Recently in the news was a story about the death of a young boy (around 11 years old) who was murdered by a gang. Unfortunately death from the hands of a gang is nothing new. What makes this death so horrific is that people stood around and watched and did nothing.
I learned about the death because of a petition that came through email to me. People are horrified by this poor boy’s death and rightly want to do something. So, the email declares sign this petition that will start discussion about writing a law that forces people to act whenever they see abuse happening.
I sat and contemplated signing the petition but in the end I didn’t. And here’s why:
1. I don’t think it can be enforced.
It would definitely be nice to round up each person that stood and watched and recorded this poor kid’s death on their phones and delete the footage and ask why they didn’t help. But that’s not going to happen. How do you find them? How do you know who all watched and did nothing? What if you miss some people and find 4 out of 6 or 8 out of 20? It’s one thing in the case of a single person who sees child abuse, knows it’s happening and does nothing, like a doctor, a pastor, a teacher, a daycare provider, a neighbor. But it’s another when it’s a group of strangers and an incident like this. The likelihood of finding who all was there and didn’t help – very very low. Having a law in place won’t change what happened, and probably won’t keep it from happening again.
2. Who gets to decide what is abuse and what isn’t?
Don’t get me wrong, the idea that children are being abused can keep me awake at night. I could wipe out child abusers and not even think twice. But that’s according to my definition of abuse. According to some people because I homeschool I am abusing my children. Sounds foolish I know but there are people who would report me for keeping my children at home to learn from me. It’s a form of child abuse in their eyes. So who get’s to decide what type of abuse is real child abuse and what isn’t? What if a person sees my child at the store screaming (it could happen – I did it to my mom growing up all the time) and they think it’s abuse? I know it’s because I told the child “no candy,” but the stranger doesn’t know that. Does that need to be reported? Some might say the fact that I told my kids “no” at all is a form of abuse. It sounds silly but once things become law you have to deal with the minutia. What is abuse and what is not? And who gets to decide?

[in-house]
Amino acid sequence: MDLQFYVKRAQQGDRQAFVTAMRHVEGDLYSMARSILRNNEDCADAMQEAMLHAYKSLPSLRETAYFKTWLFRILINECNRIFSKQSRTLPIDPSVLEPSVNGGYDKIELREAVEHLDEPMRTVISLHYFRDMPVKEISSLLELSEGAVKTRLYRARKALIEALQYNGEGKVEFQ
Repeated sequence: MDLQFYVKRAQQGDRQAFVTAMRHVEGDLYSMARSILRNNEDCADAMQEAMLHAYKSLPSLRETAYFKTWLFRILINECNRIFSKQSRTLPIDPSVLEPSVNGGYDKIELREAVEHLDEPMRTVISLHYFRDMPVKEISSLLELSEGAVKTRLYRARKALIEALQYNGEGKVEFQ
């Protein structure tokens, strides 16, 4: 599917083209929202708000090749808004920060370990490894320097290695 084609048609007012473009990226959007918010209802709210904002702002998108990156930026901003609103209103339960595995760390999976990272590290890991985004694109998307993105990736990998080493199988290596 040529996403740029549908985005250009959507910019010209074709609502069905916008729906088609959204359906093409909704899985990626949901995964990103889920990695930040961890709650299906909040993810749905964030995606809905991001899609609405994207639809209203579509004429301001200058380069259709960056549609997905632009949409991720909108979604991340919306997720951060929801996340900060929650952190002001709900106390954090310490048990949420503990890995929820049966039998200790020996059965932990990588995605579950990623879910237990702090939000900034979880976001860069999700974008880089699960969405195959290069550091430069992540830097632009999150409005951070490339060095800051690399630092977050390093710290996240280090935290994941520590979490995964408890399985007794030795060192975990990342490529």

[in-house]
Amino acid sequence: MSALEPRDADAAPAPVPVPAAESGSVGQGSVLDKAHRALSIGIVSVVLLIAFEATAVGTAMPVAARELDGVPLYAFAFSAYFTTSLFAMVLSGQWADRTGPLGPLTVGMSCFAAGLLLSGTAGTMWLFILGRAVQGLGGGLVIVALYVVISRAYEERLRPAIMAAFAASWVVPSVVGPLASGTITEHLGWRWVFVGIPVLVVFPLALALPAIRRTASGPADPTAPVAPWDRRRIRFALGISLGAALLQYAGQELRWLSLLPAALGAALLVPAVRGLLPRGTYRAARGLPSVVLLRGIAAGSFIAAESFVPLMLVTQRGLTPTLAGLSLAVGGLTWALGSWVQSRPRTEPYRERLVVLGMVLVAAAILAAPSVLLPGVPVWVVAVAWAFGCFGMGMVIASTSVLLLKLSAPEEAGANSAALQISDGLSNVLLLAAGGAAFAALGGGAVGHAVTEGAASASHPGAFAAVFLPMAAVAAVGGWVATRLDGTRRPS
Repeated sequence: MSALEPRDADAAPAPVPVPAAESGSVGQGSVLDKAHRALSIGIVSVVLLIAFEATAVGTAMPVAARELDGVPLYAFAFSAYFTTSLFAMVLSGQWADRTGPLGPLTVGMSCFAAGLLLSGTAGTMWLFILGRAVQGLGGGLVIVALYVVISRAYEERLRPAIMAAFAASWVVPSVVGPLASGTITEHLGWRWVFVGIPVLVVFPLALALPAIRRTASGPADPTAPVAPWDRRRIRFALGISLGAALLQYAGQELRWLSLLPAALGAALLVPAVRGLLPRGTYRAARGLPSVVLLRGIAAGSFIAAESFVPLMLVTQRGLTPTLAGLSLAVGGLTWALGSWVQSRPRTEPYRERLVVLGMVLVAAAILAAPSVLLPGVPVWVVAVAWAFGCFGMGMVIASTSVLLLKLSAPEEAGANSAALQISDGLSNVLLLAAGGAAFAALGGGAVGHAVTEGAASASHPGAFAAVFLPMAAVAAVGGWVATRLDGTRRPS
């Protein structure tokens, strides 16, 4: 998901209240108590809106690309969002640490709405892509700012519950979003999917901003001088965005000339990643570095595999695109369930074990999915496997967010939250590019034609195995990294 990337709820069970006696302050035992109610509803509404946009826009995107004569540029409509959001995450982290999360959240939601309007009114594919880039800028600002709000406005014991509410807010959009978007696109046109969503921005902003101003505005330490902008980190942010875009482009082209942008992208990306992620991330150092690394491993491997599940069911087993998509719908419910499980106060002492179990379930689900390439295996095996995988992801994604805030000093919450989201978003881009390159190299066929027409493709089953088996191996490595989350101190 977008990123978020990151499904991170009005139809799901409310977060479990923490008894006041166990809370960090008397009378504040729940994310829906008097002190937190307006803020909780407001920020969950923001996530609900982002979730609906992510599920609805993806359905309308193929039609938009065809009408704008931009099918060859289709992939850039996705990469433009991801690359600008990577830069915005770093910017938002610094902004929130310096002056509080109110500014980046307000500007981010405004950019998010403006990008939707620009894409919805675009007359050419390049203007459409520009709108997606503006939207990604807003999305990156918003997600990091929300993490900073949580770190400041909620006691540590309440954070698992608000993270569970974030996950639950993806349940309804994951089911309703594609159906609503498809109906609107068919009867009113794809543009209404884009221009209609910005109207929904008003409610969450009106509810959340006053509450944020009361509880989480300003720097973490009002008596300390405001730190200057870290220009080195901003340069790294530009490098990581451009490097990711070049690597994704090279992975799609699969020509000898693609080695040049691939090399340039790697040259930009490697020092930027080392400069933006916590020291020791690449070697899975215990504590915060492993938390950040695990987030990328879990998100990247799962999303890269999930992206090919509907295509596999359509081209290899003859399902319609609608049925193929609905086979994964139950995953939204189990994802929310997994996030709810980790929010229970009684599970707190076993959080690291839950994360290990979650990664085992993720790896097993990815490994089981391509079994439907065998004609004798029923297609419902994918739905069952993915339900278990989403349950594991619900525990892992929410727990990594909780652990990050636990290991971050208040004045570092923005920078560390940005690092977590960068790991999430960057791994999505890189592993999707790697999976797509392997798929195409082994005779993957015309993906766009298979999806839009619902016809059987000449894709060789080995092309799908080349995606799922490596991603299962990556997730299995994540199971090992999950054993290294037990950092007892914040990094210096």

3. It’s not a law that needs to be changed, it’s people’s hearts
It would be wonderful if changing laws could change lives but the fact of the matter is – it doesn’t. The truth is telling people they have to do something doesn’t mean they will. Otherwise you could make staying in shape and eating healthy a law and tada, goodbye obesity. People who otherwise obey rules drive just a little bit over the speed limit all the time (myself included). You could force kids to play outside, eat less sugar, get less screen time, and read more. Laws forcing people to act in positive ways are a lot harder to control and enforce. Because it’s a matter of the heart. If these people did not mind standing around while this poor kid begged for someone to help – how is a law going to change that?
The fact is – lives do not matter as much in our society. We are cold, distant, easily entertained, and separated from reality because we can look at everything through a little screen. What I see on the screen does not affect me personally. It’s purely entertainment. A law won’t change that mindset. A heart change will.
In my opinion – we don’t need more laws, we need more repentance.
As a society we have been horrified by all the school shootings and many have demanded stricter gun laws. Children killing children is a terrible thing that should never occur. As a society we are horrified at a group of people standing around recording another person’s death on their phones. Why didn’t they intervene??? But this isn’t the first time I’ve heard of this. In the last couple years I also heard a story about a group of boys who watched as a man drowned. I don’t know all the details, but what I do know is the boys refused to help because they wanted to see what happened while the man drowned. In other words, they wanted to watch him die.
What type of society sees watching someone die as entertaining?
It’s not laws that we need, it’s repentance. Repentance that we have made entertainment our highest goal. Repentance that we have so devalued life that our first response when someone is in trouble is to capture it on our phone and not reach out our hands to help. Repentance that our first thought is to change laws, instead of being sick to our core that this is even a concern in the first place!
I couldn’t sign this petition because I don’t agree with this law.
It is good to want to make a change when something horrible happens.
It is good to want people to act right and be different.
It is good to ask hard questions and see what can be done and change laws – if need be.
But I think making this law would be like putting a bandaid on a gushing wound. It feels good because at least you did something. But the reality is you didn’t do enough. You didn’t touch the wound.
There’s a wound in America today and much blood is being lost because of it. It’s time to stop putting on bandaids and it’s time to start getting to the cause. Life is more important than entertainment. Even when it’s your’s and not mine.